A new sensor developed in Lansing and tested on the Mackinac Bridge can help nip deteriorating roads in the bud – and it’s powered solely by vibrations and other movements in the road itself.

Michigan State University associate professor Nizar Lajnef and Shantanu Chakrabartty, a professor with Washington University in St. Louis, deployed prototype sensors under the bridge in a demonstration project sponsored by the Federal Highway Administration in 2016. But Lajnef says the patented technology underlying the sensors has been in the works for about 10 years.

The sensors are self-powered by any vibration, movement, or deformation in the road. Lajnef compares the sensors to the FitBit and other wearable devices that track the user’s heart rate, sleep quality, or the number of steps they take.

The sensors monitor movements and vibrations under normal traffic conditions over time and “relate those variables to the health of the system,” Lajnef says.

“As you see these changes, you can start predicting the future, like in the next two to three years, cracks or potholes are going to start showing up on this section, or, for a bridge, you can know that a certain component needs to be replaced in two years,” he says. “You can have a plan ahead of time and don’t have to wait until something gets older (and is about to fail). It’s like with your health. You don’t wait until something shows up and then see a doctor. You do preventive maintenance.”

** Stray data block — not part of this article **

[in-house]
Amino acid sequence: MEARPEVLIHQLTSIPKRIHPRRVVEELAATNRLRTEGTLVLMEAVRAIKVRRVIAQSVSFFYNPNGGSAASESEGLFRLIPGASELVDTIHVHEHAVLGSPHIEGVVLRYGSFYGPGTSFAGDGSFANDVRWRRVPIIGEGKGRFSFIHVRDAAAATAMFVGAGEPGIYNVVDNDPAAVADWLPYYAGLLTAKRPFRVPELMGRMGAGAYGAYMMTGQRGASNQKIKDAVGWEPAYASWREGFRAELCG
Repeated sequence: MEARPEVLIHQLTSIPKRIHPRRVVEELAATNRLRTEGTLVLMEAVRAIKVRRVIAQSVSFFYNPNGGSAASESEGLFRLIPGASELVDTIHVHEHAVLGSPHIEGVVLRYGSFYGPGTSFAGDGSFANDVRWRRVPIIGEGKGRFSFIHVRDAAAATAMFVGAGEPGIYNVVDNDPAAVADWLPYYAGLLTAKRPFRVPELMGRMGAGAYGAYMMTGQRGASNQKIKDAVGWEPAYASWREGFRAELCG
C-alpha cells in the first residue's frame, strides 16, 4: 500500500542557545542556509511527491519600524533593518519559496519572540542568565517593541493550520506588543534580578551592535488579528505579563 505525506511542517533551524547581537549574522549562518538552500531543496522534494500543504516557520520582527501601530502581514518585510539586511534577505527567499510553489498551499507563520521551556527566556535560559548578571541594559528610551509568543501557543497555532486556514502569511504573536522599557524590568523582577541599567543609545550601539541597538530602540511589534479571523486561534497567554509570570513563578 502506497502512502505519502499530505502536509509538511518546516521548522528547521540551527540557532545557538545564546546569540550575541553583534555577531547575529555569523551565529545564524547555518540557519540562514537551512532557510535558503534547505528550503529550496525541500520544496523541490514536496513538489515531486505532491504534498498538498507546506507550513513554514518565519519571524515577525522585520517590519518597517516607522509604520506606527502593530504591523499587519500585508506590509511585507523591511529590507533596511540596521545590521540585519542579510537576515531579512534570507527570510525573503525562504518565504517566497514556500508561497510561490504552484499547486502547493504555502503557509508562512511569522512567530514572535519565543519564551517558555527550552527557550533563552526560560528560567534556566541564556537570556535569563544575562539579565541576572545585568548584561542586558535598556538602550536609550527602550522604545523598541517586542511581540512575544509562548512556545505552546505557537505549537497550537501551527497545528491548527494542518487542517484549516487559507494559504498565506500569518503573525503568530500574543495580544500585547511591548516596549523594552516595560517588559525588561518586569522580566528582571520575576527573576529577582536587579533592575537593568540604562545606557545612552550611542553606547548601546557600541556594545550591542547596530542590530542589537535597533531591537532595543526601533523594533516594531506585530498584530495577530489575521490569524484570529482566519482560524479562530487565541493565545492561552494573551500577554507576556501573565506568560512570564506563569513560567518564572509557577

He says waiting until cracks appear on the surface of a road and then patching it is like “putting a bandage on someone who is lying there dead.”

“We’re losing billions of dollars by doing that, but if you start detecting problems a few years before they show at the surface, you can fix it ahead of time,” Lajnef says. “You can extend the life of the road for a few years for a small investment and save a lot of money.”

The sensor technology also has the potential to be integrated into autonomous vehicle infrastructure.

“Everyone is talking about vehicle cameras, lidar, and radar, but what we believe is that none of that is (useful) if the infrastructure isn’t ready for autonomous driving,” Lajnef says.

Many autonomous vehicle technologies rely on visual cues such as lane markings, but that’s not always practical in a state like Michigan, where snow can obscure lane striping for several months of the year. Additionally, the global positioning system that is often used in autonomous vehicle technology is expensive and can be hacked, Lajnef says.

“But if you have thousands of sensors in the infrastructure, you can tell exactly where you are, and the infrastructure can send you information, like that there’s a stop sign coming in about a hundred yards,” he says.

The sensors can even be used to improve pedestrian and cyclist safety. They can be embedded in sidewalks so equipped vehicles can detect when a pedestrian may be approaching an intersection at a blind spot.

Lajnef says the fact that the sensors are self-powered is an important part of the design. A battery-powered device might be able to run for a year or two, while the sensors he and Chakrabartty created have the potential to last for 40 years or more.

Since the original deployment on the Mackinac Bridge, the technology has been used in several other places, including a Federal Highway Administration test project in Washington, D.C., and in Nantes, France. It’s also being used in a test facility in New Jersey under the supervision of the Federal Aviation Administration, because “the same concept that applies to roads applies to airplane runways,” Lajnef says.

East Lansing-based startup PIEZONIX LLC is working on commercializing the self-powered sensor technology so it can start appearing in roads and infrastructures around the world soon, Lajnef says.